The trust is clear that the involvement of primary care colleagues is vital to the delivery of the service, given the level of expertise they bring. The trust has therefore developed joint governance arrangements with the local GP federation to support more integrated working.

Key barriers and enablers

Health leaders in North Tees and Hartlepool cite having a shared vision as a key enabler to developing this programme of work. Identifying and developing a set of core principles that benefit all organisations and, most importantly, patients, is viewed as key to progressing local integration. For example, the trust co-produced plans for the Hospital at Home for frailty with the local GP federation to ensure that primary care colleagues understood benefits for patients and were bought in to this way of working.

The co-location of colleagues from across health and care is another enabler to integration and has supported the delivery of a single point of access for all community-based health and care services. Given that information governance is often considered a barrier to progressing more joined-up working, North Tees and Hartlepool NHS Foundation Trust has worked hard to address this by bringing system partners, including clinical triage, local authority, primary, community and social care, together into one location. This enables staff to talk to each other about a patient's needs and decide from there what the appropriate service would be. This way of working is unusual but has clear benefits for patients. Staff are able reduce the risk of duplication and ensure patients receive the right care at the right time and in the right place.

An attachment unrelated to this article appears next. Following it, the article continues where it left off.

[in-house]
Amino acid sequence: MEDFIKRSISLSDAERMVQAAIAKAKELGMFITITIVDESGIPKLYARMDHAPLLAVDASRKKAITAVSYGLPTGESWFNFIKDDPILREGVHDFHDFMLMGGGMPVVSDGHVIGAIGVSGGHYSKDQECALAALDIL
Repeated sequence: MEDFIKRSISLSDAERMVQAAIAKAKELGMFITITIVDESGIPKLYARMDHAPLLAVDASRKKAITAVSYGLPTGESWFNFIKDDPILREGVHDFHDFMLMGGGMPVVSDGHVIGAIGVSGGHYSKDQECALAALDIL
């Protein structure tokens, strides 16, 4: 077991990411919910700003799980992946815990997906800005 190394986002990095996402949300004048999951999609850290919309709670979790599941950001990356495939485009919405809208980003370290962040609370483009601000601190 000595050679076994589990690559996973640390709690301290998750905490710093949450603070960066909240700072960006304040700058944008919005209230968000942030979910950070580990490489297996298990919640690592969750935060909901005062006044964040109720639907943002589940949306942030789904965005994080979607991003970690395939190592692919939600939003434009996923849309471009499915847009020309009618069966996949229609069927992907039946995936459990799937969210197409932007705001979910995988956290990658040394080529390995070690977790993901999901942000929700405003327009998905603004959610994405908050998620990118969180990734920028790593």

Strong relationships are also an essential part of integrated working across community and primary care in North Tees and Hartlepool. Mutual respect and trust between partners has been key, and there is a shared understanding that everyone is acting in the best interest of the patient. These relationships were strengthened with the launch of an Integrated Urgent Care Service in 2017 in partnership with the GP federation and ambulance service, and have developed over the years.

While there are structural differences between sectors, greater integration of data at a national level can help to address this. For instance, shared clinical records across health and social care would ensure patients are directed to the most appropriate service on first contact.

Benefits for staff, patients and system flow

Health leaders at North Tees and Hartlepool NHS Foundation Trust are clear that providing more integrated care in the community brings significant benefits for patients. Some of these benefits include a reduction in the number of chronic obstructive pulmonary disease (COPD) exacerbation admissions since the start of the Hospital at Home for respiratory  service. The mean length of stay for COPD patients has also reduced from 5.09 days in 2015 to 3.33 days in 2022. The integrated single point of access has also taken an average of 700 crisis calls per month, taking pressure off other urgent and emergency services.